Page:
A new study says Alabama state worker pension funds could run out of money in a decade if changes aren't made. The report from the Manuel H. Johnson Center for Political Economy at Troy University is part of a larger effort to look at improving the lives of Alabamians. Scott Beaulier is Director of the Johnson Center. Alabama Public Radio’s Ryan Vasquez recently talked to him about the paper and if the plight of Alabamians really differs that much from other states.
Scott Beaulier: Our pension problem is a pretty big one. It’s something that compared to other states we’ve been a little bit slow and behind the curve in addressing. So there are states that have really shored up their funding problem and we’ve reformed a little bit in the last few years but we’re lagging behind and that’s partially why we took on that particular issue.
Ryan Vasquez: So what are some of the potential fixes for this underfunded pension system?
Beaulier: So the pension chapter is something that Eileen Norcross a national expert actually wrote for us. One of the things she’s really hammering in her work is the need for proper accounting, proper accounting of our liabilities. The estimates by the RSA are that liabilities are about 15 billion dollars; Ms. Norcross meanwhile says they are actually about 60 billion dollars so that’s a four-fold difference so she’s emphasizing that a starting point of just to properly account for liabilities and if we do that we’re at least understanding kind of the magnitude of our problem.
Vasquez: The pension program in this state at least the one you’re looking at is relatively large it encompasses a lot of people. I would probably say it’s the largest pension system in the state. Of the working population I guess how much does it represent? Do you have an idea?
Beaulier: Sure, so the RSA includes three different plans: a teachers plan, a public sector employees plan, and then a plan for judges as well. The total number of employees covered by RSA is at about 335,000. Public sector employees, if you add to that federal employees in our state, you’re looking at about I believe it’s one in nine or one in ten that’s a public sector employee.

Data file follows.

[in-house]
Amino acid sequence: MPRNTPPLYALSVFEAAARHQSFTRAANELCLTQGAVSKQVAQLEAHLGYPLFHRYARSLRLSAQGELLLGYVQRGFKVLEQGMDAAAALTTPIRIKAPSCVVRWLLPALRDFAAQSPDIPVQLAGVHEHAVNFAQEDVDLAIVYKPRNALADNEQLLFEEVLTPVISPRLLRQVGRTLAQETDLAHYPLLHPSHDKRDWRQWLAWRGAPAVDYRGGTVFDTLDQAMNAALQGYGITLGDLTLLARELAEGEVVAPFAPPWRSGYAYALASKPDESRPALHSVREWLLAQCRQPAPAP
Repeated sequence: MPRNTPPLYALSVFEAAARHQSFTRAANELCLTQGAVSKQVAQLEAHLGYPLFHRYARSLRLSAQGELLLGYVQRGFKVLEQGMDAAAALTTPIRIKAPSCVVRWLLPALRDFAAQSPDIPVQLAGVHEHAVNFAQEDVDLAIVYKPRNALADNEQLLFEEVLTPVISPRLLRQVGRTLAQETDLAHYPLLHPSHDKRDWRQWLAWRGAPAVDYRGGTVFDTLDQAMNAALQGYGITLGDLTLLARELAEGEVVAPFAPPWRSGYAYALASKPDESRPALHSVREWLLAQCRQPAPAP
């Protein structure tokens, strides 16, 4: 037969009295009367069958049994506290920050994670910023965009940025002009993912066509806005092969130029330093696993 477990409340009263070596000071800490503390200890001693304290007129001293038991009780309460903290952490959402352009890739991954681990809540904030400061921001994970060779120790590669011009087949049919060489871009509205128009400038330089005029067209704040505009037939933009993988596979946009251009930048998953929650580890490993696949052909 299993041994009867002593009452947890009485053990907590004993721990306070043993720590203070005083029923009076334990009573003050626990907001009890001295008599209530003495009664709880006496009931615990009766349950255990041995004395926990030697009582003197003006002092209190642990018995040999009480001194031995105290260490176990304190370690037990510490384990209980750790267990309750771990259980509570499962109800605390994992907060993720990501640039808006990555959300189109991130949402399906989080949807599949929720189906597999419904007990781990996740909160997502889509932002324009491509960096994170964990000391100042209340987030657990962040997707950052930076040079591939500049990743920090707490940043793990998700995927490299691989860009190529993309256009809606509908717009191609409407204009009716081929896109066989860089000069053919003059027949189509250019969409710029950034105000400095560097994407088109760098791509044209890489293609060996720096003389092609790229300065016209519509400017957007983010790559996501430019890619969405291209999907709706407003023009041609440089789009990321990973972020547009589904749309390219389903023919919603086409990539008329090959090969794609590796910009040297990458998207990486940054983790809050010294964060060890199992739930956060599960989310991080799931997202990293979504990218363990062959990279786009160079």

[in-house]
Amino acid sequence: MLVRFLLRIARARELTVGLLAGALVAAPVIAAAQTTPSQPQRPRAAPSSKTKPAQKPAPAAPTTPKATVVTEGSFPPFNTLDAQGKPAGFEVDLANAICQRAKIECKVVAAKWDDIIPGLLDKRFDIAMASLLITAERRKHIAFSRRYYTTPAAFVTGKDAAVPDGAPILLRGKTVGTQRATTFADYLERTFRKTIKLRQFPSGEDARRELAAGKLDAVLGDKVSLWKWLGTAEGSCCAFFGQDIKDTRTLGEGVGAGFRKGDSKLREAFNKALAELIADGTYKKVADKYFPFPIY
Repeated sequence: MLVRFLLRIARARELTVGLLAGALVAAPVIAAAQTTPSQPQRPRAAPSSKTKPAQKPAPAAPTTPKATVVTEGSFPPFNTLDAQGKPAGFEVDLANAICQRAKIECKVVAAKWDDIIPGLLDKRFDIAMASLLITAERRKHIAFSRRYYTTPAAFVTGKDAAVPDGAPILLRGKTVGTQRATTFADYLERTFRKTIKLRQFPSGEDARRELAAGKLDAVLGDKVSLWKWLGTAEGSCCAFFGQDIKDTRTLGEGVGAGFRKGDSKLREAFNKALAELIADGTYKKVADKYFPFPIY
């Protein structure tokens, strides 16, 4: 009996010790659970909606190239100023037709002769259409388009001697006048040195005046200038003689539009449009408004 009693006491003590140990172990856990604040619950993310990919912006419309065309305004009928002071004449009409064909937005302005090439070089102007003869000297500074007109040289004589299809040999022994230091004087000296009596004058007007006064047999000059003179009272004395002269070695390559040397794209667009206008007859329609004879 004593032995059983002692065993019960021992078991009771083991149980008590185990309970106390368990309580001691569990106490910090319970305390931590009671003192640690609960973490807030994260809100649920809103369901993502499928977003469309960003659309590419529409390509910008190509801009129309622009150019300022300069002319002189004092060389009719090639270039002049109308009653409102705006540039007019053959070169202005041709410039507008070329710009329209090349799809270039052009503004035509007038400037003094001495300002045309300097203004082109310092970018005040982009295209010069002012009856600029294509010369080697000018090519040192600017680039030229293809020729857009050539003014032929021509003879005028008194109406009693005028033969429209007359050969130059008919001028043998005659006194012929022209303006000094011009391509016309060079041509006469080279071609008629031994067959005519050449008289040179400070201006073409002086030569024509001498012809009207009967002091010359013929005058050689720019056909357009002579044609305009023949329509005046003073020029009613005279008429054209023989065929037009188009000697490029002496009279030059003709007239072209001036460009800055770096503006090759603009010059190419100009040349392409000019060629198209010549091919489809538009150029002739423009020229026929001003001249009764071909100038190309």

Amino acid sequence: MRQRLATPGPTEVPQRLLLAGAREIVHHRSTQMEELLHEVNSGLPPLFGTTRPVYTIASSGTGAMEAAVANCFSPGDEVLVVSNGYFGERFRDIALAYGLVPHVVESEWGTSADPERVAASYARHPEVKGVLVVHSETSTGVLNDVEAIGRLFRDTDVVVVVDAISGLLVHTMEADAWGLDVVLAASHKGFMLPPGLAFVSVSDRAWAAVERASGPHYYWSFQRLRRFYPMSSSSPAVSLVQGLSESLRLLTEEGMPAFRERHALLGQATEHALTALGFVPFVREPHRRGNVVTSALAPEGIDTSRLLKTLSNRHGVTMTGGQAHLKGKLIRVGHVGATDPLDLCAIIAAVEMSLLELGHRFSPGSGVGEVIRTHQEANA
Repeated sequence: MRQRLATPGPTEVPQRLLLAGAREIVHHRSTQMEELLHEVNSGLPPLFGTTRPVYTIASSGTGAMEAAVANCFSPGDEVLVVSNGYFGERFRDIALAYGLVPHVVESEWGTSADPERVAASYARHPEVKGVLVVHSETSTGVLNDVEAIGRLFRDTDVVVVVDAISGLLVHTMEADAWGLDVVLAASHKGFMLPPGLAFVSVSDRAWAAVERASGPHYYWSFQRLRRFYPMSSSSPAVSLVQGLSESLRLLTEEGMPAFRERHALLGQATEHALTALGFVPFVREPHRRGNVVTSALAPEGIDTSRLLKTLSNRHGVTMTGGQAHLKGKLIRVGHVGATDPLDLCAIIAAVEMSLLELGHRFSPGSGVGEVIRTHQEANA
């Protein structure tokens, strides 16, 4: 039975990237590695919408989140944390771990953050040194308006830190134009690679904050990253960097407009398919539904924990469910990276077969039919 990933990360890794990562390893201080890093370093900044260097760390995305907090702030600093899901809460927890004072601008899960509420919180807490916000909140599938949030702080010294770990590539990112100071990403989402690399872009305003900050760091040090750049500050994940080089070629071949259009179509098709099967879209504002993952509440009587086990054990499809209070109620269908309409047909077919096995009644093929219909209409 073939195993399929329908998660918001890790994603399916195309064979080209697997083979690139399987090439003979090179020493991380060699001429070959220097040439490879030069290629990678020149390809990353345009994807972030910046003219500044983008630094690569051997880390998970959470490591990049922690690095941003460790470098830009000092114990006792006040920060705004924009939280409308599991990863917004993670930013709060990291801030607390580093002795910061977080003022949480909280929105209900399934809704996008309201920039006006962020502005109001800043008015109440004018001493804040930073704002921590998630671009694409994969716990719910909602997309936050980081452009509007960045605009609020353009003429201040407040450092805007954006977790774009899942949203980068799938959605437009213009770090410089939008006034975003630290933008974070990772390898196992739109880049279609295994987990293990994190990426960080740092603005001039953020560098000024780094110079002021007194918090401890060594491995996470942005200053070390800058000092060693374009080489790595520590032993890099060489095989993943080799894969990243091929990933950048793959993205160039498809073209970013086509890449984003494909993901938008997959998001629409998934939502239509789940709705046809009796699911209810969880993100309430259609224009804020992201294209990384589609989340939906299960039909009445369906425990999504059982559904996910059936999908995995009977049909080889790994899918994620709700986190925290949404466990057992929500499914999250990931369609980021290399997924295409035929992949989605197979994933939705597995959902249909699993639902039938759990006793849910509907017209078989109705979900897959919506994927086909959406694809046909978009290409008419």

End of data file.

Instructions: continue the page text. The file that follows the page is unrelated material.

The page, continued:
Vasquez: So this issue could really come up and bite the state as you see maybe more baby boomers transitioning over into their retirement plan.
Beaulier: Changes in the defined benefit structure haven’t kept up with changes with life expectancy. It’s great that we’re all living longer but reform and political reform is very slow and kind of lags behind what we’ve seen in life expectancy. Americans today can look forward to living to probably 80, maybe even a little more than that especially if you’re female. And we still have a pension system that’s built for death around age 60. So it’s not surprising in some sense that we have this massive unfunded liability but the lack of addressing it is a real concern.
Vasquez: How much of it is the competition of political measures versus practical measures?
Beaulier: Yeah, it’s a little bit of both I think that’s in play certainly politically any kind of change that you make to the pension system you have this group of 335,000 people who are going to dig in and resist and we see this in places like Detroit, you know Detroit is farther along the curve than we are in terms of a pension system that has collapsed but even as the city has gone bankrupt, the pensioners are still digging in and saying we don’t want any kind of cut in our benefits. Everyone else is having to give up something but they’re really united strongly against any kind of change.
Vasquez: Typically when I’ve looked at these I’ve always felt that the, not that I’m any kind of expert just by opinion–wise and just covering it, it’s a two-pronged approach to fixing it I guess you have to cut it off at one point and maybe fund it, you have to put a boost of money in to make it to a point where it’s okay. And then from that cut-off point down everyone underneath there, or the new incoming people, need to shift over to the new system. Is that the way to go? A two-pronged approach where you get the people a little further along the road and you can’t really just cut them off and change them. And you can make them happy by saying ‘We’re going to fund this and we’re going to keep it going and then everybody else has to shift over to the new point. And where do you establish that cut off point, I guess?
Beaulier: Yeah, so the sooner you do it the less that liability becomes. If we wait ten years on this the liability will be even larger. But you are indeed correct that you have to have an approach to deal with young employees, non-vested employees, and then also everyone else who has earned benefits and basically under state law and under the constitution have rights to those benefits and they’ll get those benefits almost with certainty. So that group basically you just cap and you say this is our liability we’ve promised this to you and we’re going to pay it. For new workers, what you can do is you can say everyone new gets this new program with either less benefits or maybe a defined contribution approach. You also have a small group that aren’t vested. I would be in this group. I’ve been at Troy University four years. You give them the option of either with sticking with the old or converting to the new and I think many people in my category who are young and understand defined contribution approaches who have some taste for mobility; they might leave their job, leave the state in five or six years. They would actually prefer the defined contribution option instead.